Sam Burns of Arsenal Brazilian Jiu Jitsu Drops Some Knowledge
Sam Burns holds the rank of Black Belt in Brazilian Jiu Jitsu under Andy Sabens and the Nova Uniao Team Hawaii flag and is a Certified Personal Trainer. Sam brings together his real world experience in training and competing with book knowledge and theory to provide a unique training experience. He has a passion for fitness and martial arts that has kept him training over three decades, always seeking to better himself, his clients, and students by combining his experience in training and competition across the country and in various fitness and martial arts disciplines with the newest techniques and science in in the sport. Sam has been instructing self defense and various martial systems for the last fifteen years and has been a student of the martial arts since age seven. He has been involved in competitive powerlifting Strongman competitions, amateur boxing (with a record of 12-3), undefeated amateur mixed martial (with a record of 5-0) and competed in numerous Brazilian Jiu Jitsu tournaments. Sam is also an Instructor for the S.P.E.A.R. System used by much of the Special Operations and S.W.A.T. community to effectively handle dangerous combatants and predators. Sam is proud to partner with the We Defy Foundation to support the veteran community and is a veteran himself of the United States Army (75th Ranger Regt-HHC, 82nd Airborne-3/504PIR, 1/508th ABCT-SETAF Vicenza, Italy). He is currently a Boot Camp Officer with the Illinois Department of Corrections.
Do you Serve or have you Served in the Military Law enforcement or as a First Responder? If so when and where?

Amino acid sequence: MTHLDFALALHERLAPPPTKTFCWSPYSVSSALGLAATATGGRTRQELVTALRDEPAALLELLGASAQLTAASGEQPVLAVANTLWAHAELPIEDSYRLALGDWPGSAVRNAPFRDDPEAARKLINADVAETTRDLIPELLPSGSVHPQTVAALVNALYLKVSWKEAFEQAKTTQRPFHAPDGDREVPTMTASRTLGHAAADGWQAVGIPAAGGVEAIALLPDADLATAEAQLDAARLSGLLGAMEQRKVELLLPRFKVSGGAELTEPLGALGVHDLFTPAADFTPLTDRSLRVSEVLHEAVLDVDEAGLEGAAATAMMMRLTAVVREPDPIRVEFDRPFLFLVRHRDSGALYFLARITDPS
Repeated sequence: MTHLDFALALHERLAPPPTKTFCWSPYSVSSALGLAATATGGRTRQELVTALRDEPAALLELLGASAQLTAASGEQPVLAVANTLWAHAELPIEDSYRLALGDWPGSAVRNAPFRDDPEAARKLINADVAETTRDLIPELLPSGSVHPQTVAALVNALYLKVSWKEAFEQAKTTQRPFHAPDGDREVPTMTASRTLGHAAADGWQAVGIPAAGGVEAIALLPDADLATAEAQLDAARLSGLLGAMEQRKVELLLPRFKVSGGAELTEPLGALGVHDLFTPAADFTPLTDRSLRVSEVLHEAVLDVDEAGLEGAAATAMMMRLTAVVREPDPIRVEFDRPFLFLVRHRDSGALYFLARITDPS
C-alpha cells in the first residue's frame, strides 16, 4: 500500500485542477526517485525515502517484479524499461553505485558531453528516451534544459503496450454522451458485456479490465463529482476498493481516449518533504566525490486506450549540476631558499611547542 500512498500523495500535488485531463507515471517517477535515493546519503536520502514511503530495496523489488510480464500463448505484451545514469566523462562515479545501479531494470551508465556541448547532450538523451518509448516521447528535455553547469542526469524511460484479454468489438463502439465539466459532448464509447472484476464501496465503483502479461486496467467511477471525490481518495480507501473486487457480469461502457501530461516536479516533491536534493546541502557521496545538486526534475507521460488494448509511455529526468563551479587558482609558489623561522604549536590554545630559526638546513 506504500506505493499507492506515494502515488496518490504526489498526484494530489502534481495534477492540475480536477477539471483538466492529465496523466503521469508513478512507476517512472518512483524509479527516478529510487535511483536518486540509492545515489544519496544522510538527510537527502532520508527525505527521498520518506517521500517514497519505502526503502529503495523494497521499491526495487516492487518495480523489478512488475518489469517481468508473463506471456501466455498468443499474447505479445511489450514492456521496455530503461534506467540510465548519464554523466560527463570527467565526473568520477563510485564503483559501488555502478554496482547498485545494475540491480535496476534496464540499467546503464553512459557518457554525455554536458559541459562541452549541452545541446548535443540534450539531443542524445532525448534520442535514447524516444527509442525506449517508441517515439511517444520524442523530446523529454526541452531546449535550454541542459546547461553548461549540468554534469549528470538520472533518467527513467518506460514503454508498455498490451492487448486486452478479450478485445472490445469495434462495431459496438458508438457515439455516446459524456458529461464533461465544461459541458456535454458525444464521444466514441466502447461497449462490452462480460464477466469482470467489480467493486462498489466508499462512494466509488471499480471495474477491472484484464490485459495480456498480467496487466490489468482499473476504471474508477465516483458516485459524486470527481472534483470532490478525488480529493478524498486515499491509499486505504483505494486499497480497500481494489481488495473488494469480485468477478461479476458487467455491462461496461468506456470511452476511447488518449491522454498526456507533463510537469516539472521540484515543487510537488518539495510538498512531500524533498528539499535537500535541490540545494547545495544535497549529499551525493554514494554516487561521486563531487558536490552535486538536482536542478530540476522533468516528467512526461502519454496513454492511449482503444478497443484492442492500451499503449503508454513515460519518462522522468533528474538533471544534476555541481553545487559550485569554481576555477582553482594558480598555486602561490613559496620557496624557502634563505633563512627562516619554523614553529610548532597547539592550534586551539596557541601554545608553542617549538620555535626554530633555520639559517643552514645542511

I served in the United States Army from 1993-1997. I was in the 75 Ranger Regt HHC, 3/504 PIR, 1/508 ABCT. Currently I am a Sergeant in a Corrections BootCamp and have been on the job for almost 23 years.
How Did You Begin Your Jiu Jitsu Journey? Where are you now on your Journey? Where do you train now?
I started doing catch wrestling with Brian Madden right after the army in O’Fallon, Illinois. When I moved further south, I started rolling with some guys that just basically beat me up and used me as a dummy. It was a good time but it was not a huge learning experience. I then started training with an old-school guy that ran a school called DOJO USA. He was an asshole, but he was an old school karate guy that taught me how to hit hard and got me training BJJ in earnest. I then hooked up with another guy that would become my coach and who I would get my Black Belt from serval years later. We were a Nova Uniao Team Hawaii Affiliate under Charuto Verissimo and it was a great. But like all families there are splits and ruptures. I have had my own school now for almost 6years: Arsenal Brazilian Jiu Jitsu in Benton, Illinois. It’s just about my favorite place to be and I am lucky to have some really amazing students.
What purchase of $100 or less has most positively impacted your life in the last six months (or in recent memory)?
A: Pso-Rite and a foam roller.
How has a failure, or apparent failure, set you up for later success? Do you have a “favorite failure” of yours?